Of relatively typical co-morbid conditions I have: dysautonomia (not typed), GI problems, Chiari Malformation (had decompression surgery), occult tethered cord syndrome (had detethering surgery), probably a mast cell disorder, intercranial hypertension, cervical instability (fused C2->skull, but have lower instability that we'll have to correct at some point), and other things I'm not remembering.

    Not directly related, I have learning disabilities mainly centering on executive functioning deficits (mine is almost like non-verbal learningly disability, but not quite). I only mention that because I know quite a few EDSers who have conditions relating to executive functioning difficulties (autism, ADHD, NVLD, etc.). It's been a high enough percentage that I really wonder if there's something linking them.

    I use a walker indoors and wheelchair outdoors. I started out with a manual wheelchair, but now I mostly use a powerchair because I ruined my, already bad, shoulders with the manual chair (bought 5 1/2 years before I got my EDS diagnosis).
     
  13. Cierese

    Cierese Mouseketeer

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    I'm one of those that have started to think that as well. Both my boys are on the spectrum, SPD, ADHD as well)
     
  14. KPeveler

    KPeveler Moderator Moderator

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    I am another with ADHD, sensory issues, and social issues relating to body language and other non-verbal queues. I also have anxiety that manifests in a variety of ways.

    I believe that there is a type of spectrum disorder which is not something like a combination of ADHD/ADD, sensory processing disorder, non-verbal learning disorder, anxiety, and autism/Asperger's qualities. I do not fit into any "box" nicely and I believe that when you have this many diagnoses with overlapping symptoms, there is often an unknown, undefined, or as yet undiagnosed disorder.

    A friend of mine doing research into the genetics of anxiety and its overlap with other genetic disorders said there is evidence one gene connected to some types of anxiety is on the same gene as the one where hypermobility is found. I will try to find the studies she sent me abd post them here.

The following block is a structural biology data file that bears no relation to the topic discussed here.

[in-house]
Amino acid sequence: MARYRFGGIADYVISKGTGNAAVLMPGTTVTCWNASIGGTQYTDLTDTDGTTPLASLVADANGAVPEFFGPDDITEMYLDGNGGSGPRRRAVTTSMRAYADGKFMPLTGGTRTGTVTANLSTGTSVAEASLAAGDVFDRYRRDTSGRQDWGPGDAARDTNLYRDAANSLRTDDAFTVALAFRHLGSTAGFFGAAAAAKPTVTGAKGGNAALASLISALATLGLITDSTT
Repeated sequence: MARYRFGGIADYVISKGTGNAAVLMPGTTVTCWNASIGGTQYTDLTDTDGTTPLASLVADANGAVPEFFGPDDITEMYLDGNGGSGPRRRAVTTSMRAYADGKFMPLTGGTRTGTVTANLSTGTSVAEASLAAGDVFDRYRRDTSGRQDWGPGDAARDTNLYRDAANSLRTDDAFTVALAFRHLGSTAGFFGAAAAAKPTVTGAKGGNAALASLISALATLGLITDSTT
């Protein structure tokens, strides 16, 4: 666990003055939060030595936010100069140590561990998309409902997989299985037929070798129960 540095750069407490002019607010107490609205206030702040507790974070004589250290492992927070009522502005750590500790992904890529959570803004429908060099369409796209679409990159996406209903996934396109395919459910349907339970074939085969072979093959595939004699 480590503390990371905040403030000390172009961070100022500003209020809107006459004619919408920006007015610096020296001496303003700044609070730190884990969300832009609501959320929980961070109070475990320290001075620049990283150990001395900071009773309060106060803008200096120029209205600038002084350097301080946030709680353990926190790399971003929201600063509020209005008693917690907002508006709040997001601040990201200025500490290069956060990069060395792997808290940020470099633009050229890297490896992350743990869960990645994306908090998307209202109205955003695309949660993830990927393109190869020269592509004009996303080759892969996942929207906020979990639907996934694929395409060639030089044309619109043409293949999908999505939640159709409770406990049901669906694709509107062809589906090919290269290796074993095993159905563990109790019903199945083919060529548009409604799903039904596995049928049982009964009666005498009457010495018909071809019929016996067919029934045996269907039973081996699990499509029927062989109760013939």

I too use a wheelchair for any distance more than around the house. I use a manual chair. I have a powerchair but I hate it. It is not well fitted to me and I find the shock absorbers are not as good as the vibration reduction I get from my manual chair!

    I am looking at getting an addition for my manual chair like Wijit wheels. They are lever driven wheels which allow better pushing with less shoulder stress (it is more like a push up motion rather than traditional wheeling, plus a host of other benefits). I much prefer manual chairs to other options.

    Anyone else (other than WheeledTraveler) who has had neck problems?

    Also, has anyone ever heard of or experienced hearing loss as part of EDS?
     
  15. WheeledTraveler

    WheeledTraveler DIS Veteran

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    I do know a couple people with hearing loss and EDS. One isn't actually EDS diagnosed yet, but since they couldn't find any cause for the loss when it started, I wouldn't be surprised if it was EDS related (tbh, when I first suggested she look into EDS as an explanation for her overall medical problems, the hearing loss was one of my clues). The other I'm not sure about, but I've had it in my head for years that hers was also EDS related.

    I have a friend with osteogenesis imperfecta (better known as "brittle bone disease"), another genetic collagen disorder, who also has hearing issues. I think hers relate to the **. I don't know, though, whether hers would be bone problems or hypermobility (yes, people with ** are often hypermobile in joints that aren't effected by a nearby bone breaking).
     
  16. Mommee

    Mommee DIS Veteran

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    So far my only neck problems are from vertebrae subluxing from muscle spasms pulling them out of place. My PT Is pretty good at gently getting them back into place. If only they would stay that way! I do have stenosis but it's not causing any issues.